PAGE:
A five-year, 0.7-mill property tax renewal was approved for the Nov. 2 ballot by the Four County ADAMhs Board at its June 10 meeting. The issue was first approved by voters in Defiance, Fulton, Henry and Williams counties in 1982 and has been extended every five years since then.
If renewed by voters this fall, the millage would generate $1,850,779 a year based on the four county property tax valuation of $4.01 billion, according to the Defiance County auditor’s office.
The ADAMhs Board relies on two, 0.7-mill property taxes to support a variety of mental health, addiction and family violence treatment and prevention services as well as primary care medical, pharmacy, dental and chiropractic services that are offered to all residents by Health Partners of Western Ohio at their community health clinics in Bryan and Defiance.
Last year, 3,093 adults and 1,051 children and adolescents received services that were funded by the ADAMhs Board on a sliding fee scale that is based on family size and income. Additionally, 6,315 persons received some type of service from the Health Partner’s offices. So, the total number of residents receiving ADAMhs-supported services was 10,460.
Also at the meeting, the board approved a Title XX contract for the current fiscal year with A Renewed Mind Behavioral Health for up to $65,000 to be used for crisis intervention services.
With the new fiscal year starting July 1, the board approved an office budget totaling $665,000 (about 10 percent of the total budget). Office budget expenditures include personnel and office rental as well as operating costs and services that the board provides to contract provider agencies.
Contracts approved by the board for the new fiscal year included:
– Recovery Services of Northwest Ohio, $205,000 for counseling and residential programming at Serenity Haven, a 20-bed women’s residential treatment facility near Fayette.
– Henry County Family Court and Fulton County Common Pleas Court, $15,000 each to provide assessments of individuals and families who are before the court to determine whether they could benefit from community resources that are available and, when appropriate, linking them with those resources.
– Jammie Rchmond, up to $2,500 to serve as a mental health consumer advocate and support group leader.
– NAMI Four County, $7,000 to provide behavioral health public awareness and education programs for the community.
– Adolescent residential placements, $110,000 to be used as the ADAMhs Board share of residential placements for youth who are served by multiple agencies, such as county jobs and family services, juvenile courts and boards of developmental disability.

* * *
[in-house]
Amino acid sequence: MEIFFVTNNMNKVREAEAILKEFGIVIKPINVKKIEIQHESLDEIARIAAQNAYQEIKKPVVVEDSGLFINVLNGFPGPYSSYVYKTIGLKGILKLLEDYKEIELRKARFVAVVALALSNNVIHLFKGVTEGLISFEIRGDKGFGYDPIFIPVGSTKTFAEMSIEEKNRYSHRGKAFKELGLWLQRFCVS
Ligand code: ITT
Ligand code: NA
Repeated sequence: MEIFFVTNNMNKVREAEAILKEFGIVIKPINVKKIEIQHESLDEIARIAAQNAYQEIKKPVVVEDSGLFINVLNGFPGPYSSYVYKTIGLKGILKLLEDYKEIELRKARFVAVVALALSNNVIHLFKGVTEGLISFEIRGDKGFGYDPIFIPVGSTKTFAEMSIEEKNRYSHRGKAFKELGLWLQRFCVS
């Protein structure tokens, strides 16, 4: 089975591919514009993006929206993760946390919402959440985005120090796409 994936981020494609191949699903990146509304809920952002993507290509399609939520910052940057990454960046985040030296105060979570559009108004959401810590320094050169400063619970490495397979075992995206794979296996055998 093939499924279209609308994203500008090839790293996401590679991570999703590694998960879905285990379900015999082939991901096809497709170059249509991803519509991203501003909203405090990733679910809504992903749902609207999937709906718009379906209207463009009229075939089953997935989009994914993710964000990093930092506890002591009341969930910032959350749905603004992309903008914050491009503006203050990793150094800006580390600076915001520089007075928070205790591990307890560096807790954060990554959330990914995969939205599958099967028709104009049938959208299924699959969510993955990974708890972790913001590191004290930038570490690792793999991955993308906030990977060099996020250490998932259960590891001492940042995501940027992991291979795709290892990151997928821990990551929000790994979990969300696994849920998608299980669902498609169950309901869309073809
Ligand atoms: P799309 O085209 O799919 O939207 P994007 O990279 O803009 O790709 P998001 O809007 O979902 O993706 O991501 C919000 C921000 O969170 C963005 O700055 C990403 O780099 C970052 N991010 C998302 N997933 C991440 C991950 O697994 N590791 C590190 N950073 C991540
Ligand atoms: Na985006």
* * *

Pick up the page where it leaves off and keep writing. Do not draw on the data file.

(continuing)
– Fulton and Williams county common pleas courts, $35,000 each to support each county’s drug court.
– Common pleas courts in all four counties, $5,000 administered by the Fulton County common pleas court to support a program called “parent coordination.”
– Mercy Health Systems, $125,000 to provide adult inpatient psychiatric services for four county residents with limited income and inadequate or no health coverage.
– University of Toledo Medical College, $250,000 to provide inpatient child and adolescent psychiatric services for four county residents whose families have limited income and inadequate or no health coverage.
– Promedica Health System, a three month extension of their current ADAMhs Board contract (through September 2021) using unspent board funds that had been allocated to provide inpatient child, adolescent and adult psychiatric services for four county residents with limited income and inadequate or no health coverage.
– Carry-over of unspent Ohio Addiction Treatment Program funds totaling $211,615 for treatment of individuals diagnosed with opiate and other substance use disorders to the fiscal year starting July 1. This amount represents unused state allocations from several fiscal years.
Board CEO Rob Giesige reported that complete state allocations for behavioral health services, including the status of some state funded grants have not yet been received; however, he anticipates more details in the next few weeks.
The meeting concluded with an executive session so the board could be updated on the status of the sale of property and to discuss the employment of a public employee.
Following the executive session, no action was taken on the sale of property. However, the board voted to extend Rob Giesige’s contract as chief executive officer of the ADAMhs Board for five years through June 30, 2026.